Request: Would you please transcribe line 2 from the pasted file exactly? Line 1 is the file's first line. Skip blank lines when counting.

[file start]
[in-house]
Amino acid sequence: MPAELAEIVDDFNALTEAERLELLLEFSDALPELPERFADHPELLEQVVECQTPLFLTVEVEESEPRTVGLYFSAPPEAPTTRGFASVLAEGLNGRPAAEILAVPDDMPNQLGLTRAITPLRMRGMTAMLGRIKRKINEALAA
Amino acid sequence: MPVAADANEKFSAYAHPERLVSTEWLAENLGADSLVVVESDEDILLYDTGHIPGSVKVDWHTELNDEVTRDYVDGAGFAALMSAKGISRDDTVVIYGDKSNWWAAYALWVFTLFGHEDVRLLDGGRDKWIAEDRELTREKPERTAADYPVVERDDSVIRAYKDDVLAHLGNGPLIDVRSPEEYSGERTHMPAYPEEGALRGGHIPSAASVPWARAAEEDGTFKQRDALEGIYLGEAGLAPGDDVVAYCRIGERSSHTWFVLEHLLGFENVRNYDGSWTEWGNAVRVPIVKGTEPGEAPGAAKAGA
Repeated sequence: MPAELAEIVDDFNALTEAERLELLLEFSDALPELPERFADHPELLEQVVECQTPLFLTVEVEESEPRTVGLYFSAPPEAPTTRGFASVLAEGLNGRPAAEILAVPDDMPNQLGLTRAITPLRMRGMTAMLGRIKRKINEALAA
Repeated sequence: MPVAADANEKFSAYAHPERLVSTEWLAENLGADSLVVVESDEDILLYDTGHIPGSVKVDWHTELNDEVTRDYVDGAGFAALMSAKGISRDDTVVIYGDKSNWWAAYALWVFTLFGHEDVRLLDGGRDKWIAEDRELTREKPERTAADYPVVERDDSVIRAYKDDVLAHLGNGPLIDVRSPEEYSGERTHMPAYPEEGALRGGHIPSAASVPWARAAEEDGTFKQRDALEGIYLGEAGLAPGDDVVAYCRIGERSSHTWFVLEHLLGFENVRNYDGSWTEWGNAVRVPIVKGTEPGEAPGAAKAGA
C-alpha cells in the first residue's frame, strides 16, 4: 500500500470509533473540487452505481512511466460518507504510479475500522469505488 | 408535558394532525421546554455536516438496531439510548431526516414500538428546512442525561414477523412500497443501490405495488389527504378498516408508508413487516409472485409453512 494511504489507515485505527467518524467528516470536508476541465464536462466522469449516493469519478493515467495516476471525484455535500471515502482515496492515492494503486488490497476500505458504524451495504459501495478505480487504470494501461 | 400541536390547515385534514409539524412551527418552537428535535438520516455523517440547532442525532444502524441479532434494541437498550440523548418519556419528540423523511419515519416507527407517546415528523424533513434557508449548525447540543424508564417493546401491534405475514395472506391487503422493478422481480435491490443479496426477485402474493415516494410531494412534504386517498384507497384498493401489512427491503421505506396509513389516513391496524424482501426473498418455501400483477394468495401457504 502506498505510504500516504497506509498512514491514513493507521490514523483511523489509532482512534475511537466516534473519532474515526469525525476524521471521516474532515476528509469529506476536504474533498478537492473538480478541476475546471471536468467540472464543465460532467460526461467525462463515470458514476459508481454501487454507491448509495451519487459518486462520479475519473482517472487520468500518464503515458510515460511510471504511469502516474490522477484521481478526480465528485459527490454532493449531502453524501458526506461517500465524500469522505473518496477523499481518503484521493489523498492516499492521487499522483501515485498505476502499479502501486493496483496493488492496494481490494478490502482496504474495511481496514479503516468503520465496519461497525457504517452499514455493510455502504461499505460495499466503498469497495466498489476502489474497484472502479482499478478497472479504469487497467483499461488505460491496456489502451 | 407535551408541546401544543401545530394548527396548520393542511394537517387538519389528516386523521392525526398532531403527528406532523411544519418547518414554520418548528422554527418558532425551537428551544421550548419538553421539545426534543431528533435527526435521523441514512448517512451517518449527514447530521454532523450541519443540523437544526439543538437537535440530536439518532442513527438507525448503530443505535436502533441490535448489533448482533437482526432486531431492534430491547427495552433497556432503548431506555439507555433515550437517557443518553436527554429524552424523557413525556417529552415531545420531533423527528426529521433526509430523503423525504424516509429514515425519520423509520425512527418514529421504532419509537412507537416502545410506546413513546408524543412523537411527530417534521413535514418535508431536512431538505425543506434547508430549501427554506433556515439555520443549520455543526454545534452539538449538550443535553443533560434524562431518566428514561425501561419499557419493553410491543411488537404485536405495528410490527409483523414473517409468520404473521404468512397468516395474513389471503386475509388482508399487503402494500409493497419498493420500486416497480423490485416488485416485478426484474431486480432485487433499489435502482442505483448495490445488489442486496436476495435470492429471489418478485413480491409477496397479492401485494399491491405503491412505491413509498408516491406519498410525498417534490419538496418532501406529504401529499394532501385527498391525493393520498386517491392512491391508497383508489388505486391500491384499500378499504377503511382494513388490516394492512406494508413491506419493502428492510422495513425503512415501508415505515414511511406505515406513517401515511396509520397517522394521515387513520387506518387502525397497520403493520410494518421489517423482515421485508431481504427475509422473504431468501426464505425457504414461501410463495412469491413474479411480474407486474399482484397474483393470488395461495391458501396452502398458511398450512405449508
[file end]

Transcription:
Amino acid sequence: MPAELAEIVDDFNALTEAERLELLLEFSDALPELPERFADHPELLEQVVECQTPLFLTVEVEESEPRTVGLYFSAPPEAPTTRGFASVLAEGLNGRPAAEILAVPDDMPNQLGLTRAITPLRMRGMTAMLGRIKRKINEALAA